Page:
By Tara V. Kohlenberg —
Who would believe that a Union soldier residing in New Braunfels for a mere three months could leave a lasting mark on our city? Nicolaus Dittlinger did just that.
In December of 1865, Nicolaus Dittlinger arrived in New Braunfels with his wife and youngest child, taking a room at the Schmitz Hotel. Dittlinger, originally from Germany, made his home in Cape Giradeau, Missouri, where he and his brother built and operated their business before the Civil War. It was at the end of the war that he contracted tuberculosis and headed south to warmer weather in hopes of regaining his health. That never happened. Nicolaus Dittlinger died in March 1866 at the age of 38. Before she departed for Germany, his wife had a limestone marker cut and inscribed with his name. An iron enclosure was placed around the grave, and she planted a wild rose in the enclosure. The rose bloomed faithfully each April. Mrs. Dittlinger died a short six years later.
Wait … what kind of legacy is that? Dead in three months? Family in Germany?
Fast forward a few years. After graduating from school, the orphaned Dittlinger son, Hippolyt, borrowed money in 1876 to travel from Germany to the United States to check on his father’s holdings. After learning that everything was decimated by the war, he traveled to New Braunfels to pay respects to his deceased father. The April Texas weather was beautiful and very inviting. Hippolyt decided to stay. Mr. Schmitz, the owner of the hotel where his father had died, offered him a place to stay until he could find work.
Hippolyt found employment in Scherff’s Store on the Plaza doing a little of everything. He slept in the store as a night watchman, then in the morning, groomed and fed the horses. He loaded beer barrels, swept the store, helped customers and after closing, kept the books. He then moved to Tips, Clemens and Faust Mercantile where he became a partner. The twenty-year partnership was very successful. What began as a general merchandise store, grew to include a grist mill and cotton gin. In 1887, H. Dittlinger, Peter Faust, and John Faust petitioned the city council to run a cable from Clemens Dam on the Comal River to power the mill. The grist mill grew into a real flour mill. The cotton gin, run by the same power, prospered and grew into an export business based in New York.
Dittlinger Mills (now ADM) was established in 1886 by Hippolyt Dittlinger and Peter Faust. Dittlinger bought Faust out in 1901. The mill was originally water powered, obtaining its power from Clemens Dam across the Comal River. Take-off from the water turbine was by a metal rope drive, one of the longest known in the United States, comprising a loop about 1500 feet long, extending from the north end of the dam across the river to the mill on the south side. The mill was changed to diesel power in 1914 and eventually completely changed to electric power.
By 1930, Dittlinger Mills bought the retired Landa Flour and Feed Mill (now part of Wurstfest grounds). Dittlinger re-tooled the Landa Mill entirely to process poultry and stock feed, greatly increasing the feed production capacity.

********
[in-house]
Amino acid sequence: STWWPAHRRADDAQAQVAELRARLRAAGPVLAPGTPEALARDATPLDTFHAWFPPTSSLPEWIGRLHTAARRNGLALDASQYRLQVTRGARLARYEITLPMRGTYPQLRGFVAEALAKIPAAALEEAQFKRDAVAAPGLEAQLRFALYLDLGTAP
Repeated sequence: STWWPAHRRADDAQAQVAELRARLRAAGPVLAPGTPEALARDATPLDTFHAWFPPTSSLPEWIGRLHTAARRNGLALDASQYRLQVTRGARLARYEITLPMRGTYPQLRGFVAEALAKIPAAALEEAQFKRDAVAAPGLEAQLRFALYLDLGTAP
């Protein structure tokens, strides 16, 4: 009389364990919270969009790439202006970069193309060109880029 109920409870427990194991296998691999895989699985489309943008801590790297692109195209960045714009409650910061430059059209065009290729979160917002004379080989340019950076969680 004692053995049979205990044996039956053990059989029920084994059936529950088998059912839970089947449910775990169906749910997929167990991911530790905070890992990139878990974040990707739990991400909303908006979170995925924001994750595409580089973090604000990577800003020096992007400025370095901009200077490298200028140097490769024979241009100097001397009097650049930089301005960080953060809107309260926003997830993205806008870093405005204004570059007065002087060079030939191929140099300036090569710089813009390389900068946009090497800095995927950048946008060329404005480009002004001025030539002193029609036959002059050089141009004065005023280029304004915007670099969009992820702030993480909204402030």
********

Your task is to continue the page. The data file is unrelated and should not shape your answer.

In 1904, Hippolyt took his wife and children to meet his remaining sister and aunts in Germany. He was taken with the 2000-year-old buildings erected by the Romans that were still standing strong. He recognized lime mortar as a very important building material. Once back in New Braunfels, he and his engineer studied how to develop a lime plant, just like the one his father Nicolaus had built in Missouri.
The lime plant opened in 1907. Dittlinger hired migrant laborers from Mexico to work the plant, providing them with year-round work. The company built small houses to replace their tents and shacks. The Lime Company also built a combination church/school, two stores and a dance hall. The community was known as Dittlinger Village or La Calera. He was also instrumental in organizing Holy Family Church.
In 1925, the Dittlingers travelled to Rome for the Holy Year or Jubilee as declared by Pope Pius XI. While in Europe, they visited Schloss Braunfels, the castle of Prince Carl’s family, where they received a print of Prince Carl to “hang in our museum.” Hmmm. New Braunfels didn’t have a museum. The Dittlingers graciously kept it until a museum could be built just across the street from their very grand home in 1933. The generosity of the Dittlingers toward the Sophienburg Memorial Association over the years has been incredible. Hippolyt, known as the “father of industry in New Braunfels” died in 1946 at the age of 87.
The Dittlinger Family’s love of New Braunfels was visible again in 1967 when Mr. & Mrs. Alfred Liebscher and Bruno Dittlinger gave $80,000 in memory of their parents, Mr. & Mrs. Hippolyt Dittlinger, for the construction of the new modern library on a lot adjacent to the museum and Emmie Seele Faust Library. The Dittlinger Memorial Library served the city of New Braunfels for thirty years before becoming the home of the Sophienburg Museum & Archives.
Oh, yes, remember that wild rose? In 1985, while conducting a survey/inventory of all cemetery headstones to be published in a book, there was a rose bush growing on the grave of Nicolaus Dittlinger. Turns out, it was a very rare antique rose. Cuttings were taken and propagated, with the first Dittlinger Rose bushes planted around the library in 1993 and again when the new library was built. I thought it sad that none of those existed anymore. Then, I drove to the cemetery. There is an old, old wild rose growing on that grave — 156 years? That’s some legacy.
Sources: Sophienburg Museum & Archives
Caption: Special guests at the Dittlinger Rose Dedication at the Dittlinger Memorial Library, April 1993. L-R: Bill Schumann, County Agent; Hippolyt Mengden, a Dittlinger grandson; Maria Liebscher, Dittlinger granddaughter; Christine Brown, who donated the roses; Ethel Canion; and Sue Ragusa.